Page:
RFE/RL: Belarus is a country that pays for Russian gas deliveries not so much with money as with political loyalty. In your opinion, for how long may Belarus expect to receive gas from Russia at such a discount as now, when it pays just $47 per 1,000 cubic meters of gas? Will Russia increase its gas price to Belarus next year? If so, by how much?

Pifer: I'm a little bit less familiar with the gas and energy scene in Belarus than in Ukraine, but I think it would be awfully optimistic for Belarusians to continue to expect to enjoy that kind of deal. If you look around, Ukraine will be paying $130, and in the Baltics it's already $120 and it's likely to go up.

Forty-seven dollars seems to be fairly much of a gift. And indeed, Gazprom has already been making noises that they would like to raise the prices of energy, because Gazprom also is a partially commercial entity, at least. There's a mixture there because it's state owned, but Gazprom is also looking to maximize its revenues, and it's hard to see how Gazprom can afford to continue to provide energy at that low price to Belarus. So I think Belarus would be wise to begin thinking about what happens when the prices of energy go up there.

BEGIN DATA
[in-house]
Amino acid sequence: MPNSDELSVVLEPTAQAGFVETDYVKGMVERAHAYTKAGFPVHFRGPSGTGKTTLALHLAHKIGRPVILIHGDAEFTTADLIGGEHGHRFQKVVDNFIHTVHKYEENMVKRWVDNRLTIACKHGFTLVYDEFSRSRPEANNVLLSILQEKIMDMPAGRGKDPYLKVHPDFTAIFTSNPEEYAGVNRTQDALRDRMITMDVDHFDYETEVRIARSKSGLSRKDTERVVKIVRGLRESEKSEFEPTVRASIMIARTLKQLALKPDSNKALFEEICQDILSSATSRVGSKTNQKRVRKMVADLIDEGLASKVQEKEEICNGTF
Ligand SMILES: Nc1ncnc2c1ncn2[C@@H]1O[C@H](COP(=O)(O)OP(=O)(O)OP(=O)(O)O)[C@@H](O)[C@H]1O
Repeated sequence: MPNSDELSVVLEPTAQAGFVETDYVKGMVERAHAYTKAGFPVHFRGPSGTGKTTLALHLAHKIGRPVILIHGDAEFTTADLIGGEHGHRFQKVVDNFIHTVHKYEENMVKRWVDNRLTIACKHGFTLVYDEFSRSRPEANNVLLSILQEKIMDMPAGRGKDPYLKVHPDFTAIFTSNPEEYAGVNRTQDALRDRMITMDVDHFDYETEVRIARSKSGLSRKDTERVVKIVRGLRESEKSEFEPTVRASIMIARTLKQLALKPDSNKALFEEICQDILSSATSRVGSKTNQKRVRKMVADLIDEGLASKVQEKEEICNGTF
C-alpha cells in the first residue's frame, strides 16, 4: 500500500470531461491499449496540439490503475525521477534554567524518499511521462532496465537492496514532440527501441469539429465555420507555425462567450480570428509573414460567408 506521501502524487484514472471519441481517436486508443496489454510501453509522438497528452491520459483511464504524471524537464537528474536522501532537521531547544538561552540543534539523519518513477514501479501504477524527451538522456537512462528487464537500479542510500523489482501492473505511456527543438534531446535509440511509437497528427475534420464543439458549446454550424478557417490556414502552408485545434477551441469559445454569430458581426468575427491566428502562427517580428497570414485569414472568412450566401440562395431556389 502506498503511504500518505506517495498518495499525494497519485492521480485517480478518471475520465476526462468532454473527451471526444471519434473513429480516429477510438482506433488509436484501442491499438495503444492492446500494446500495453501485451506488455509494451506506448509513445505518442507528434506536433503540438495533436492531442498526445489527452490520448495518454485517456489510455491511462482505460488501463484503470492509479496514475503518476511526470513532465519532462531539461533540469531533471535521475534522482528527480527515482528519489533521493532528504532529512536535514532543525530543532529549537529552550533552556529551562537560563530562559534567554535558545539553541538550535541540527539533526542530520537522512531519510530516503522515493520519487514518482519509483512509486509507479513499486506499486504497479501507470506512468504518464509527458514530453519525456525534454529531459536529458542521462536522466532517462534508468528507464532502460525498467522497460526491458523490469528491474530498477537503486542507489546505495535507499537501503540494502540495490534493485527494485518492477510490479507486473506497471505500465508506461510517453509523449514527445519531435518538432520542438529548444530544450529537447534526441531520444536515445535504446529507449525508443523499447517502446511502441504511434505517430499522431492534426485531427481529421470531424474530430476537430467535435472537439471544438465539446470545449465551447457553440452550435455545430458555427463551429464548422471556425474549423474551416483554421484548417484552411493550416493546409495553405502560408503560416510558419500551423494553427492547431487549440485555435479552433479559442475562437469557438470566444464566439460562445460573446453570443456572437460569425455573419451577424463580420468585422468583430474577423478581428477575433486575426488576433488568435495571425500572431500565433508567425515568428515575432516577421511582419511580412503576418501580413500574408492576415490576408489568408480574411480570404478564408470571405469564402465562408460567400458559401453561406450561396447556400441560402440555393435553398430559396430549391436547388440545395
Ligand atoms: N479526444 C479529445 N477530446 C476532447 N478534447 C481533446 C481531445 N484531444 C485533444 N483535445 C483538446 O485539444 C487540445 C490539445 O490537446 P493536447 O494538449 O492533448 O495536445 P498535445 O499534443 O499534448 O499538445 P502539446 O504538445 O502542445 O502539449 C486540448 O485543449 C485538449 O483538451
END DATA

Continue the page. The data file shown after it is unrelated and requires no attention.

RFE/RL: Some Russian and Belarusian analysts believe that Moscow has no clear vision of what to do with Belarus. Russian President Vladimir Putin proposed to Belarusian President Alyaksandr Lukashenka three integration scenarios in 2002: (a) political absorption of Belarus by Russia; (b) integration similar to that between the EU countries; (c) putting into operation the 1999 union state treaty that has so far remained mostly on paper. Lukashenka rejected the first two options, stressing the equality of both sides in a common state. What is your opinion about the future shape of the Belarus-Russia Union? Could it be a viable political formation?